General schedule employees may be eligible for premium hazardous duty pay of up to 25 percent of basic pay when the hazardous duty or physical hardship has not been taken into account—that is, the knowledge, skills, and abilities required to perform the duty are not considered in the classification of the position.

The counterpart benefit for wage system employees is environmental differential pay.

Hazards include severe weather or terrain, physiological hazards, working with hazardous chemicals or materials, work in fuel storage tanks, firefighting, underground work, height work and similar dangerous circumstances.

If the hazardous duty has been taken into account in the classification of the position, an agency may authorize payment of hazardous duty pay only when the actual circumstances of the specific hazard or physical hardship have changed from that taken into account and described in the position description; and, when using the knowledge, skills, and abilities required for the position and described in the position description, the employee cannot control the hazard or physical hardship.

Hazardous duty pay only applies to authorized or assigned duties

Hazardous duty pay may be paid only to employees who are assigned hazardous duties or duties involving physical hardship for which a differential is authorized. It may not be paid to an employee who undertakes to perform a hazardous duty on his or her own, without proper authorization, either expressed or implied.

When an employee performs a duty for which a hazard pay differential is authorized, the agency must pay the hazard pay differential for all of the hours in which the employee is in a pay status on the day on which the duty is performed.

Hazardous duty pay is paid only for the hours in which the employee is in a pay status on the day on which the hazardous duty is performed. An employee may receive hazardous duty pay for work during overtime hours because that is considered pay status time. However, the hazardous duty pay is computed on the employee’s hourly rate of basic pay, not his or her hourly overtime rate.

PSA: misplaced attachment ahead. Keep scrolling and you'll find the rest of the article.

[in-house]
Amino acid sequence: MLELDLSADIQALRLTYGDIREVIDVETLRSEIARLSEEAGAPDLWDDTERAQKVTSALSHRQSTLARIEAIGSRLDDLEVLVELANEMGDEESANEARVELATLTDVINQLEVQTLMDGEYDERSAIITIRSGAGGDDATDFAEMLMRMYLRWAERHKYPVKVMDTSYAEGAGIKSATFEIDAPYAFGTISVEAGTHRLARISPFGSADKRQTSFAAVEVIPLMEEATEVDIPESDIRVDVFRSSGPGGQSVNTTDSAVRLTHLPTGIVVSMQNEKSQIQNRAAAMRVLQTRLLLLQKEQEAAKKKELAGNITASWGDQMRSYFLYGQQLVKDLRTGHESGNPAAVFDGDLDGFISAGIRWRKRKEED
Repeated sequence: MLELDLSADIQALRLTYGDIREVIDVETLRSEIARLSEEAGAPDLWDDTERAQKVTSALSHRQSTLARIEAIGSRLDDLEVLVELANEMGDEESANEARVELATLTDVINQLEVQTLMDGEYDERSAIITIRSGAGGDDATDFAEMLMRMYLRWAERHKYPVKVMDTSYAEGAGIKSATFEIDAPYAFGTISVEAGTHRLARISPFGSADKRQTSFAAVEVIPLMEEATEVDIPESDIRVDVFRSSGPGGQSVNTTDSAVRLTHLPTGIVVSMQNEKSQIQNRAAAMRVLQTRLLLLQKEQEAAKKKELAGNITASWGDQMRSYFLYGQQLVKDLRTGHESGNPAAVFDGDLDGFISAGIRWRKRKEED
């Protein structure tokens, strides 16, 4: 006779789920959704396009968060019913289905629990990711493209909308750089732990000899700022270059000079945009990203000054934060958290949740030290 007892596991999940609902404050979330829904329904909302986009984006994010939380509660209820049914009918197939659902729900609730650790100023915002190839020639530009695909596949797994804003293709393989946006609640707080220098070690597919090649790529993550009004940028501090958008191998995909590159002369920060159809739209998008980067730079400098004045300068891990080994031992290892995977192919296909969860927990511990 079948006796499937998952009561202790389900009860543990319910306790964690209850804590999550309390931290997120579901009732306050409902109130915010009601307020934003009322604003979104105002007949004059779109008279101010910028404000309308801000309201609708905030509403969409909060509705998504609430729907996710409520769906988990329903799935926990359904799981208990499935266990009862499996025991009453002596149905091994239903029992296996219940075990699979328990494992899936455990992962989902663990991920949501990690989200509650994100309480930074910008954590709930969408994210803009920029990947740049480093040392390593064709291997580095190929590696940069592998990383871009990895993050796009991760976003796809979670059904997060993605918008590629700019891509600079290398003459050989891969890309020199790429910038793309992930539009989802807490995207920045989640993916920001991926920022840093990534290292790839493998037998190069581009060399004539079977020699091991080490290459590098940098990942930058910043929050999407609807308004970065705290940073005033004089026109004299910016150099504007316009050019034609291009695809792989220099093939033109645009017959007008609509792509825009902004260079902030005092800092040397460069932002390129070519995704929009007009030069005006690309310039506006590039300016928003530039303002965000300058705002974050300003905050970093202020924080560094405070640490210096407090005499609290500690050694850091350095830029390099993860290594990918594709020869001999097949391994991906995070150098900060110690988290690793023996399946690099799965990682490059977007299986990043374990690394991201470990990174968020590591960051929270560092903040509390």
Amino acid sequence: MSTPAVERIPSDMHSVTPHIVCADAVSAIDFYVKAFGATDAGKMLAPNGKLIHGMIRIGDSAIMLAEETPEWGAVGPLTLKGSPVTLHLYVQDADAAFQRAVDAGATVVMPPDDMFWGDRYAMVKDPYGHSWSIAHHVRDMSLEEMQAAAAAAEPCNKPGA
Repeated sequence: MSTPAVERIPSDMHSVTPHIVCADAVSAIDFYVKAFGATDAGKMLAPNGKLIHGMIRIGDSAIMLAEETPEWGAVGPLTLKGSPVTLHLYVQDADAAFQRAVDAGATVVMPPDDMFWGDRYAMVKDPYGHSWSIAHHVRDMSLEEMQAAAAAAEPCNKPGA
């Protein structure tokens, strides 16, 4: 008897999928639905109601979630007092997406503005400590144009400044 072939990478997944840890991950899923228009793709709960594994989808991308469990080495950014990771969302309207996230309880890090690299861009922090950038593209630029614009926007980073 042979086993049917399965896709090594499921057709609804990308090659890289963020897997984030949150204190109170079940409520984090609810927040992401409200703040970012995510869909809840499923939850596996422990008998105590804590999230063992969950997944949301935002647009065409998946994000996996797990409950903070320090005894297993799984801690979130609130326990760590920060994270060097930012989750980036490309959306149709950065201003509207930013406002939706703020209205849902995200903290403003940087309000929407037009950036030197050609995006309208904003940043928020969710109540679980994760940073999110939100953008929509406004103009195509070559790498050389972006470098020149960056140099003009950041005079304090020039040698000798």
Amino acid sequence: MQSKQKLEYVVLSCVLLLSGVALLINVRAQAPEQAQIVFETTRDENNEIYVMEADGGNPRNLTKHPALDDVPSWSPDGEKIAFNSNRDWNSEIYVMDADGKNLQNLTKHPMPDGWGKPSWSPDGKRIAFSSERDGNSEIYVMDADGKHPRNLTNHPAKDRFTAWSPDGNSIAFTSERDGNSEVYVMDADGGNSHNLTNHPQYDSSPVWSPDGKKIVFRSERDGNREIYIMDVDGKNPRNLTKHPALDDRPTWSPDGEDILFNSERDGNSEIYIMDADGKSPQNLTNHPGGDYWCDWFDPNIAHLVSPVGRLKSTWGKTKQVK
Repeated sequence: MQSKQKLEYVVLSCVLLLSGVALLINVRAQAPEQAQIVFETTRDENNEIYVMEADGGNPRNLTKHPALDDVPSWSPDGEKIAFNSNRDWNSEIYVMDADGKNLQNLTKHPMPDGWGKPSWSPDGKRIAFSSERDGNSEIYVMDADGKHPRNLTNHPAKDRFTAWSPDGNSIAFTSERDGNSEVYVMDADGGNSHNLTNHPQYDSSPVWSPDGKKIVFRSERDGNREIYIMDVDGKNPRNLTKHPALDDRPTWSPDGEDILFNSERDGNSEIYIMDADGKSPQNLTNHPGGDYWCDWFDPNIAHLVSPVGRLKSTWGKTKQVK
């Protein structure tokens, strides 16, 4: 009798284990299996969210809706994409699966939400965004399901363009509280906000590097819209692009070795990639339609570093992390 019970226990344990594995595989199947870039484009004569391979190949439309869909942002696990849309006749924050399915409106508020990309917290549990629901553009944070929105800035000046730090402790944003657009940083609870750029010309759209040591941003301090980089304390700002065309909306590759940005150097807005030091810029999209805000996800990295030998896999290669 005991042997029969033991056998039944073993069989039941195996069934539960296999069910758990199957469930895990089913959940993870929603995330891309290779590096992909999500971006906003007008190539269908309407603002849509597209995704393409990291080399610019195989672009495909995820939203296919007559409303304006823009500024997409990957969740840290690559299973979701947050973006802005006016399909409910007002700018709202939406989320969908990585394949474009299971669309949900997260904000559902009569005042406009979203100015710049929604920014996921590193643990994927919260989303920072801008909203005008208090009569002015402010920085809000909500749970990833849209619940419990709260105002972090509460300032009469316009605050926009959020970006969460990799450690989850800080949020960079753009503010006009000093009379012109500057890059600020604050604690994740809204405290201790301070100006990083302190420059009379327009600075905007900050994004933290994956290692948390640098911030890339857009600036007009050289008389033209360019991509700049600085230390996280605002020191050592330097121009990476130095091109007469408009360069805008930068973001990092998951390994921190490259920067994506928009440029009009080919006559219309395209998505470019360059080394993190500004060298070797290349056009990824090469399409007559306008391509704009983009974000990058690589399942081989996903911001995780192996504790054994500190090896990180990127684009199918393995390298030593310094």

Hazardous Duty Premium Pay and Leave

Hazardous duty pay can be paid during hours of paid leave if a hazardous duty is performed on a day on which paid leave is taken. For example, if an employee performs a hazardous duty for one hour and then takes annual leave for the seven hours remaining in his or her work day, the employee is paid hazardous duty pay for the entire work day. But it may not be paid while an employee is not in a pay status, such as leave without pay.

Hazardous duty pay may not be paid for hours of work for which an employee is paid annual premium pay (for regularly scheduled standby duty or administratively uncontrollable overtime work), or to a criminal investigator receiving availability pay.

The amount of hazardous duty pay is determined by multiplying the percentage rate authorized for the exposure by the employee’s hourly rate of pay. That amount is then multiplied by the number of hazardous duty hours to be paid.

Hazardous duty pay may not be more than 25 percent of the employee’s rate of basic pay. It is not included as part of the employee’s basic rate of pay for computation of overtime, holiday pay, Sunday premium pay, or the amount of retirement, Thrift Savings Plan, and life insurance deductions.